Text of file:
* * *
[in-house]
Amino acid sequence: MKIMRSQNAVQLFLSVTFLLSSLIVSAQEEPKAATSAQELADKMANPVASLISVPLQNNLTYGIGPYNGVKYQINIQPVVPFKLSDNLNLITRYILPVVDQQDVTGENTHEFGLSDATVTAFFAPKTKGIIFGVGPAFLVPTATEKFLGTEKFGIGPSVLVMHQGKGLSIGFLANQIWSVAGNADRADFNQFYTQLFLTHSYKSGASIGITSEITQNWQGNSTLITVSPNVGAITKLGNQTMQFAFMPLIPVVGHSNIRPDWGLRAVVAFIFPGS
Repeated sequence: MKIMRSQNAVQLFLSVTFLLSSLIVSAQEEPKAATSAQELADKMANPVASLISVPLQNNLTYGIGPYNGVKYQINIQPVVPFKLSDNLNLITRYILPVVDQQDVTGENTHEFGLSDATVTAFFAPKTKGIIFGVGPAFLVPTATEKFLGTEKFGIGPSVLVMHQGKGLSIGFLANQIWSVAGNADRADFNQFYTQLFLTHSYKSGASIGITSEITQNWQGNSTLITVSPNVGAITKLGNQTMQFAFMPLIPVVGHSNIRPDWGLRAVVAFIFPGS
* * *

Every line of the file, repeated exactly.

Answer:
[in-house]
Amino acid sequence: MKIMRSQNAVQLFLSVTFLLSSLIVSAQEEPKAATSAQELADKMANPVASLISVPLQNNLTYGIGPYNGVKYQINIQPVVPFKLSDNLNLITRYILPVVDQQDVTGENTHEFGLSDATVTAFFAPKTKGIIFGVGPAFLVPTATEKFLGTEKFGIGPSVLVMHQGKGLSIGFLANQIWSVAGNADRADFNQFYTQLFLTHSYKSGASIGITSEITQNWQGNSTLITVSPNVGAITKLGNQTMQFAFMPLIPVVGHSNIRPDWGLRAVVAFIFPGS
Repeated sequence: MKIMRSQNAVQLFLSVTFLLSSLIVSAQEEPKAATSAQELADKMANPVASLISVPLQNNLTYGIGPYNGVKYQINIQPVVPFKLSDNLNLITRYILPVVDQQDVTGENTHEFGLSDATVTAFFAPKTKGIIFGVGPAFLVPTATEKFLGTEKFGIGPSVLVMHQGKGLSIGFLANQIWSVAGNADRADFNQFYTQLFLTHSYKSGASIGITSEITQNWQGNSTLITVSPNVGAITKLGNQTMQFAFMPLIPVVGHSNIRPDWGLRAVVAFIFPGS